Children & Families in Poverty

The decline in the number of people receiving cash assistance over time is not due to a significant drop in child poverty in Massachusetts. In 1990, in Massachusetts, approximately 13 percent of children were poor, which amounts to close to 173,000 children5. This number did not decline over the next two decades (see chart below). In 2011, approximately 15 percent of children were poor, defined in 2011 for a family of three as an income under $18,530 annually. This is close to 212,000 children and approximately the same as the number of poor children in 2000.6

As noted earlier, the number of families receiving cash assistance has dropped. TAFDC is also providing assistance to a much smaller share of families in poverty. In 1994-95 over 100,000 families received assistance supporting approximately 92 percent of the families in poverty in Massachusetts. By 2010-11 around 50,000 families received assistance, less than 50 percent of the families in poverty in Massachusetts.7


1 See Mass. Budget and Policy Center, "Declines in Spending on Early Education and Care in Massachusetts."

2 There are two income eligibility tests for families applying for TAFDC assistance. Families must meet standards for both tests to qualify for TAFDC support. Both income eligibility tests are based on the value of the maximum grant (also called the payment standard). The payment standard has not been adjusted since FY 2001. Because of this, eligibility levels have also not been adjusted over this time. For more information about the two eligibility tests, see a description of financial eligibility or the state financial eligibility regulations.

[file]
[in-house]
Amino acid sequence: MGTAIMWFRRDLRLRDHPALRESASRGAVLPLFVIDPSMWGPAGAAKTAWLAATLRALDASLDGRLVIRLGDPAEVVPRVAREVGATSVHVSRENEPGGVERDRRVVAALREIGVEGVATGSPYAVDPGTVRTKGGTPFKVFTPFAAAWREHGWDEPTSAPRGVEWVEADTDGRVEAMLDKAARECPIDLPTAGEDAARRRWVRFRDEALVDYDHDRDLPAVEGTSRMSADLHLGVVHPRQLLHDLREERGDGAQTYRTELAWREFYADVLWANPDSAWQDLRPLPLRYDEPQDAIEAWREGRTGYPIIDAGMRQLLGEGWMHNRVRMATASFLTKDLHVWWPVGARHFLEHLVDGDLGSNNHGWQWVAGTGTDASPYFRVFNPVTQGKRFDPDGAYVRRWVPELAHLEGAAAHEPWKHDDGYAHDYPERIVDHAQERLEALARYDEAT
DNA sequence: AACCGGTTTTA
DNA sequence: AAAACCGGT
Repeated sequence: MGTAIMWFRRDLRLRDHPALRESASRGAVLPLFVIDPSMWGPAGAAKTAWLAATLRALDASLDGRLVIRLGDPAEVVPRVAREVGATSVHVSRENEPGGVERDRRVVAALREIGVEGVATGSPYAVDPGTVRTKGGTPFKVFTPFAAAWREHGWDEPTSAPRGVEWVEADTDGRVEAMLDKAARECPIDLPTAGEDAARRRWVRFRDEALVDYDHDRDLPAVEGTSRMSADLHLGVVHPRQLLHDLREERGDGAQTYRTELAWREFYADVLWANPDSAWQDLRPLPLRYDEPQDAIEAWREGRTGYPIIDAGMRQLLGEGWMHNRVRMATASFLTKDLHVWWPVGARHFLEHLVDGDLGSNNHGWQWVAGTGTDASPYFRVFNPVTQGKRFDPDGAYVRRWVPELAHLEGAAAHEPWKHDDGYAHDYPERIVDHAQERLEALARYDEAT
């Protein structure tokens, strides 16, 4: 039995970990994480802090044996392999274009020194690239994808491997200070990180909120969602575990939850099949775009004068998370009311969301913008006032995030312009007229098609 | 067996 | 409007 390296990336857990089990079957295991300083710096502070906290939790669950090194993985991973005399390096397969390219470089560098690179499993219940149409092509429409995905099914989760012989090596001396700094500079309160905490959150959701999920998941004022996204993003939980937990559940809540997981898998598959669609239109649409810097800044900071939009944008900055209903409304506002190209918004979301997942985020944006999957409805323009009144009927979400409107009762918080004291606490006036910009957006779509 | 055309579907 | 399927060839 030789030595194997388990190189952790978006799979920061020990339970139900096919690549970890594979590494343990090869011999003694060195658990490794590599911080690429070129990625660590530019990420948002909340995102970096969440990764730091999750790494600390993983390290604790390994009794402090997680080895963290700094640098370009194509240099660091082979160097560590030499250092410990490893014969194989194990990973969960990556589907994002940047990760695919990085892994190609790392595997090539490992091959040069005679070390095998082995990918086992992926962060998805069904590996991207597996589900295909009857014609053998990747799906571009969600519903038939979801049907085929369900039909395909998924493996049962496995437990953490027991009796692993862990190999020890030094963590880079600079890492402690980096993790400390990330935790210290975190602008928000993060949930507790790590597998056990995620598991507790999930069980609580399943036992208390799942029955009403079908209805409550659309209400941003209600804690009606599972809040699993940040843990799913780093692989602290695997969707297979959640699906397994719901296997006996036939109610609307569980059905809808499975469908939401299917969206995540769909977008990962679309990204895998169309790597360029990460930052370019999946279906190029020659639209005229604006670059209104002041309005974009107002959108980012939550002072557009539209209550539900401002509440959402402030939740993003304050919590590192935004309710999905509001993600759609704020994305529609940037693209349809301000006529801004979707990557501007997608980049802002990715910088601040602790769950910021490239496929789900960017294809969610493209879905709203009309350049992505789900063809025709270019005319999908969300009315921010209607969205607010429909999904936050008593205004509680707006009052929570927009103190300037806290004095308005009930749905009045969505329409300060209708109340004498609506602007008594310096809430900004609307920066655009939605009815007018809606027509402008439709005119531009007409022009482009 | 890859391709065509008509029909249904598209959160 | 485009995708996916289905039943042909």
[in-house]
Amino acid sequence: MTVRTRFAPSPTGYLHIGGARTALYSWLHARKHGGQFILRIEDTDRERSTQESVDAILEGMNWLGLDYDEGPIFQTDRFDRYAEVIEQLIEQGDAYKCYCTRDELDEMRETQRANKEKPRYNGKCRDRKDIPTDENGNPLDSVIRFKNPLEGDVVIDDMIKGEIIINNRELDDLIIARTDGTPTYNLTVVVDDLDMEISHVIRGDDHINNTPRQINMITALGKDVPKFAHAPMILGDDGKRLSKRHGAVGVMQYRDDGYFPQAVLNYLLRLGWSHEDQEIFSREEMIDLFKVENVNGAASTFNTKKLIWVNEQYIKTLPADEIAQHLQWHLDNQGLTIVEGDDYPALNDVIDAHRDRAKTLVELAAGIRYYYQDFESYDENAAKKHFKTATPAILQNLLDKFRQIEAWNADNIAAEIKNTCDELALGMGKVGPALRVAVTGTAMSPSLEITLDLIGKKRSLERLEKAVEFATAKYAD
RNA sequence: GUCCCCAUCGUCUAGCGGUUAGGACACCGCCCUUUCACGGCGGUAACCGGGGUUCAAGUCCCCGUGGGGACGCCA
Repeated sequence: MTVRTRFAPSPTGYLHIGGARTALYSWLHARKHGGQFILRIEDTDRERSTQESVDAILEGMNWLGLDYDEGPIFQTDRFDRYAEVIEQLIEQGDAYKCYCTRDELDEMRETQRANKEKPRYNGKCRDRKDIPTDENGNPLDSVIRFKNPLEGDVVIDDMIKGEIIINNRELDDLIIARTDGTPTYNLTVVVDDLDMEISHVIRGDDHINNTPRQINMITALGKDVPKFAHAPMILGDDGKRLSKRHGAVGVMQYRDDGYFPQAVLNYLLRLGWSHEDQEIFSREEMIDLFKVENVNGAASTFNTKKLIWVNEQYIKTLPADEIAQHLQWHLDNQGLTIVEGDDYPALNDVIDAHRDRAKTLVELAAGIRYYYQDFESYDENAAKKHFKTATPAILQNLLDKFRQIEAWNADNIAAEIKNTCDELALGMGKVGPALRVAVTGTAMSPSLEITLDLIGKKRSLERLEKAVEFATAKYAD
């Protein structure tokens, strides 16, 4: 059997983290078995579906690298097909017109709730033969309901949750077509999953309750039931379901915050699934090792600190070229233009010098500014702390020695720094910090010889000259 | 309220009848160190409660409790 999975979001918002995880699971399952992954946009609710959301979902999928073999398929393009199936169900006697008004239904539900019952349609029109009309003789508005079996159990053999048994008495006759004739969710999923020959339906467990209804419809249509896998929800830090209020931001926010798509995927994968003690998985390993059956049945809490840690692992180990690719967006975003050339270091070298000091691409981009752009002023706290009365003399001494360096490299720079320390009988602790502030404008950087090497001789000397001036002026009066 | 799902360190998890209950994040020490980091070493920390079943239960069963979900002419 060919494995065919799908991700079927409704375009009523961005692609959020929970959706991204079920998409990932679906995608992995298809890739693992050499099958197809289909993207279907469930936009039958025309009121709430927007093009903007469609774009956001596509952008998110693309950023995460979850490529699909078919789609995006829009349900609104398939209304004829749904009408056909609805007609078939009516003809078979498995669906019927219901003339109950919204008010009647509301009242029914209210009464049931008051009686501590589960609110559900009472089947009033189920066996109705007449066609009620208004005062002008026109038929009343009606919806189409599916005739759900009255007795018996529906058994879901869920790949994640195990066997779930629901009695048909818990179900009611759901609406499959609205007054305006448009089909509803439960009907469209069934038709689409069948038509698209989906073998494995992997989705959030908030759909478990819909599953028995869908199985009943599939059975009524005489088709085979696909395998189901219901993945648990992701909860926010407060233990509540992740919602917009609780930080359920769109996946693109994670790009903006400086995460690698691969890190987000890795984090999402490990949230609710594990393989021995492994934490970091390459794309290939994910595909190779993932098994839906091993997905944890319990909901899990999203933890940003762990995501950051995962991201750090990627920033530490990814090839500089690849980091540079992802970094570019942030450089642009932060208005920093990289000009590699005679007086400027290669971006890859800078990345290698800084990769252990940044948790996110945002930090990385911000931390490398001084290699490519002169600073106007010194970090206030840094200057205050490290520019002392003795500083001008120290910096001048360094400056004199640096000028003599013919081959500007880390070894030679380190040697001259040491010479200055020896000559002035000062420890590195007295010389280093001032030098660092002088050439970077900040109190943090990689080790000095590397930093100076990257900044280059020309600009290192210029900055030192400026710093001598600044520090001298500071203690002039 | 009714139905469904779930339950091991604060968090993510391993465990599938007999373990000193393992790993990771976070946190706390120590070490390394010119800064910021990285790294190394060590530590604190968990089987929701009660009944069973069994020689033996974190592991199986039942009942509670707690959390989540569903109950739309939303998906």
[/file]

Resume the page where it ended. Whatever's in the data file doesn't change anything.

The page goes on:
3 Ibid. See also See Pamela J. Loprest, "How Has the TANF Caseload Changed over Time?" Urban Institute.

4 Data from the Mass. Department of Transitional Assistance. Data includes all children even though some children included in this count do not qualify for assistance if they are receiving SSI, subject to the family cap, or other reasons.

5 1990 data collected by Population Reference Bureau from Steven Ruggles, J. Trent Alexander, Katie Genadek, Ronald Goeken, Matthew B. Schroeder, and Matthew Sobek. Integrated Public Use Microdata Series: Version 5.0 [Machine-readable database]. Minneapolis: University of Minnesota, 2010.

6 U.S. Department of Health and Human Services, "The 2011 HHS Poverty Guidelines." Poverty data 2000-2004 collected by the Population Reference Bureau from the Census Bureau's Web Data Server.7 See here.

This research was funded in part by the Annie E. Casey Foundation. We thank them for their support but acknowledge that the findings and conclusions presented in this report are those of MassBudget alone, and do not necessarily reflect the opinions of the Foundation.